18. Calculating Deductions State & Local Taxes estimate 5.5% of gross pay If your gross monthly income is $3,700, the math would be: .055 x $3,700 = $283.05 So on your calculator: .055 x $GROSS = $Deduction

  19. RMRW Lesson 2: Deductions What You See Is Not What You Get Determining Simulation Net Income Calculate Deductions Example Description DEDUCTION (subtract from balance) DEPOSIT (add to balance) BALANCE $ 2,936 Gross Monthly Income $325 $ 2,611 Federal Tax Subtracted $292 $ 2,319 State and Local Tax (5.5% x Gross Income= Deduction) Subtracted $ FICA (Social Security / Medicare) (7.65% x Gross Income= Deduction) $ Retirement Savings (at least 5% x Gross Income= Deduction) $ Monthly Net Pay (Monthly Gross Pay Deductions = Net Pay)

  20. Calculating Deductions FICA is 7.65% If your gross monthly income is $3,700, the math would be: .0765 x $3,700 = $283.05 So on your calculator: .0765 x $GROSS = $Deduction

  21. RMRW Lesson 2: Deductions What You See Is Not What You Get Determining Simulation Net Income Calculate Deductions Example Description DEDUCTION (subtract from balance) DEPOSIT (add to balance) BALANCE $ 2,936 Gross Monthly Income $ 325 $ 2,611 Federal Tax Subtracted $ 292 $ 2,319 State and Local Tax (5.5% x Gross Income= Deduction) Subtracted $ 298 $ 2,021 FICA (Social Security / Medicare) (7.65% x Gross Income= Deduction) Subtracted $ Retirement Savings (at least 5% x Gross Income= Deduction) $ Monthly Net Pay (Monthly Gross Pay Deductions = Net Pay)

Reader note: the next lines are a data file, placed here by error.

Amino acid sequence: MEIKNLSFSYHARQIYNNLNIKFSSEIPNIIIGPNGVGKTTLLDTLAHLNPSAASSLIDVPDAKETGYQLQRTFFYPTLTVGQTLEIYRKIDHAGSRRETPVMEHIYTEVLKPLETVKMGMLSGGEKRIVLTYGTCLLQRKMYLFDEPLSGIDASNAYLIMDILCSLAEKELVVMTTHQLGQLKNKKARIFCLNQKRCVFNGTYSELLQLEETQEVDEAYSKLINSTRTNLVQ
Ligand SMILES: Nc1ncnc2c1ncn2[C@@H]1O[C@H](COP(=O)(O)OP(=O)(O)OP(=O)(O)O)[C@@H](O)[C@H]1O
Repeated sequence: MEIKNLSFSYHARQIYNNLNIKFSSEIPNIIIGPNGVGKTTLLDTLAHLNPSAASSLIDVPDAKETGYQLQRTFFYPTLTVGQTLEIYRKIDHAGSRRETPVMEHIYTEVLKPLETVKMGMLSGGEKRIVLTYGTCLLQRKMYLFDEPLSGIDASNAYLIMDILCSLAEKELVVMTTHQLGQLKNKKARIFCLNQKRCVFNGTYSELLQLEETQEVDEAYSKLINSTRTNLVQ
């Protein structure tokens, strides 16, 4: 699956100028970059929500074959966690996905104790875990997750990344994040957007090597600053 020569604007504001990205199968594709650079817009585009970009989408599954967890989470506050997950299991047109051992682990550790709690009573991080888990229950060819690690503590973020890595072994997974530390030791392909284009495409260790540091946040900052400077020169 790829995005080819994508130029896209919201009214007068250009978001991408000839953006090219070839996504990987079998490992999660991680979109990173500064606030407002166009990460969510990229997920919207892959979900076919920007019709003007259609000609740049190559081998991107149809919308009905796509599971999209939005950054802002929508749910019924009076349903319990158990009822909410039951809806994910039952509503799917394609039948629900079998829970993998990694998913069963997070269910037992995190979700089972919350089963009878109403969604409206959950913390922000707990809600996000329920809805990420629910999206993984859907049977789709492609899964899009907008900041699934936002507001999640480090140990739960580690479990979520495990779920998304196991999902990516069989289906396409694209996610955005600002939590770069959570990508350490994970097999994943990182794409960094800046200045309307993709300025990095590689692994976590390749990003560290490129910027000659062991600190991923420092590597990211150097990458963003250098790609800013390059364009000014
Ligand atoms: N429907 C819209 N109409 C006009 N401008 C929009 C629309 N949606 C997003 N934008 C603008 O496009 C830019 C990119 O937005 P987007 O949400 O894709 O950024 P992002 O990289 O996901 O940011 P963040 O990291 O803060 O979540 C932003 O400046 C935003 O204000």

22. Calculating Deductions Retirement Savings is recommended 5-7% If your gross monthly income is $3,700, the math would be: .05 x $3,700 = $185.00 .07 x $3,700 = $283.05 So on your calculator: % you choose to save x $GROSS = $Deduction

  23. RMRW Lesson 2: Deductions What You See Is Not What You Get Determining Simulation Net Income Calculate Deductions Example Description DEDUCTION (subtract from balance) DEPOSIT (add to balance) BALANCE $ 2,936 Gross Monthly Income $ 325 $ 2,611 Federal Tax Subtracted $ 292 $ 2,319 State and Local Tax (5.5% x Gross Income= Deduction) Subtracted $ 298 $ 2,021 FICA (Social Security / Medicare) (7.65% x Gross Income= Deduction) Subtracted $ 274(used 5%) $ 1,747 Retirement Savings (at least 5% x Gross Income= Deduction) Subtracted $ 1,747 Monthly Net Pay (Monthly Gross Pay Deductions = Net Pay) This is your MONTHLY NET PAY Subtracted

  24. RMRW Lesson 2: Deductions What You See Is Not What You Get Determine Family Size for the Simulation Children Number and ages are randomly assigned